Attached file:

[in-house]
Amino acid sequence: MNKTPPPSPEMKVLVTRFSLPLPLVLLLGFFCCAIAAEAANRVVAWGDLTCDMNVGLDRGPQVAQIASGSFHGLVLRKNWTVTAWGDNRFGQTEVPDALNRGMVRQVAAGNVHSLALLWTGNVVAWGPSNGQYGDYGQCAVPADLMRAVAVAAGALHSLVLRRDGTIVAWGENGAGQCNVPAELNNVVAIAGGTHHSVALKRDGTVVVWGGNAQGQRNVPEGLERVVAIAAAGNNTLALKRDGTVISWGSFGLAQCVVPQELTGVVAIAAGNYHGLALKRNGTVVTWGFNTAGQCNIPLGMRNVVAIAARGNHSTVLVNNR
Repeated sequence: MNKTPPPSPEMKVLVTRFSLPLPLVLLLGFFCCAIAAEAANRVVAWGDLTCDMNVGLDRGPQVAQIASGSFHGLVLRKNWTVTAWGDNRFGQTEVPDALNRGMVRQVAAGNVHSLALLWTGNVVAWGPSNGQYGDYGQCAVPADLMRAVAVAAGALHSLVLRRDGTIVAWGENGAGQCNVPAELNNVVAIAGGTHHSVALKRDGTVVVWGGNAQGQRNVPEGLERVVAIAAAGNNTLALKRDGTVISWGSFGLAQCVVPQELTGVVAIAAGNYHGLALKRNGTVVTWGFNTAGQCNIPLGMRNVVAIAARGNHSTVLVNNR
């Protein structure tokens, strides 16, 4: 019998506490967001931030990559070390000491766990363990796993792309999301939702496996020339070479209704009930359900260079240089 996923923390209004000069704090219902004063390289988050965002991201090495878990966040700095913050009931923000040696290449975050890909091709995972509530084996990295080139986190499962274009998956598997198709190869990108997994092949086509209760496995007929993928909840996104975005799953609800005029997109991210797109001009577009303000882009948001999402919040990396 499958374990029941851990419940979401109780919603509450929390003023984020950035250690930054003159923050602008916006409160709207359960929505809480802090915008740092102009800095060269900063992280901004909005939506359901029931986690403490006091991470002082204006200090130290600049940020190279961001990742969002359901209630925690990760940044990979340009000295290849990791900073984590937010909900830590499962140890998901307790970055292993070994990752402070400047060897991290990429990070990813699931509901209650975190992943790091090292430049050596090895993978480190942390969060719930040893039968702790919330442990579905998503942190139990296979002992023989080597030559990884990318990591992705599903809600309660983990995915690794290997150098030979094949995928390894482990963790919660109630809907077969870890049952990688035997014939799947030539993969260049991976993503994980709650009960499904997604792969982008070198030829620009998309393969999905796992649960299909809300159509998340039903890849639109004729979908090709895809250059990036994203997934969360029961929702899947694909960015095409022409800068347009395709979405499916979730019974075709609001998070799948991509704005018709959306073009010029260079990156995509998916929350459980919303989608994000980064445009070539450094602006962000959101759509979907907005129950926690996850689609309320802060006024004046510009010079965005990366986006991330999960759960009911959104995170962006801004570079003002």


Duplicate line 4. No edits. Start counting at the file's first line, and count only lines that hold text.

């Protein structure tokens, strides 16, 4: 019998506490967001931030990559070390000491766990363990796993792309999301939702496996020339070479209704009930359900260079240089 996923923390209004000069704090219902004063390289988050965002991201090495878990966040700095913050009931923000040696290449975050890909091709995972509530084996990295080139986190499962274009998956598997198709190869990108997994092949086509209760496995007929993928909840996104975005799953609800005029997109991210797109001009577009303000882009948001999402919040990396 499958374990029941851990419940979401109780919603509450929390003023984020950035250690930054003159923050602008916006409160709207359960929505809480802090915008740092102009800095060269900063992280901004909005939506359901029931986690403490006091991470002082204006200090130290600049940020190279961001990742969002359901209630925690990760940044990979340009000295290849990791900073984590937010909900830590499962140890998901307790970055292993070994990752402070400047060897991290990429990070990813699931509901209650975190992943790091090292430049050596090895993978480190942390969060719930040893039968702790919330442990579905998503942190139990296979002992023989080597030559990884990318990591992705599903809600309660983990995915690794290997150098030979094949995928390894482990963790919660109630809907077969870890049952990688035997014939799947030539993969260049991976993503994980709650009960499904997604792969982008070198030829620009998309393969999905796992649960299909809300159509998340039903890849639109004729979908090709895809250059990036994203997934969360029961929702899947694909960015095409022409800068347009395709979405499916979730019974075709609001998070799948991509704005018709959306073009010029260079990156995509998916929350459980919303989608994000980064445009070539450094602006962000959101759509979907907005129950926690996850689609309320802060006024004046510009010079965005990366986006991330999960759960009911959104995170962006801004570079003002």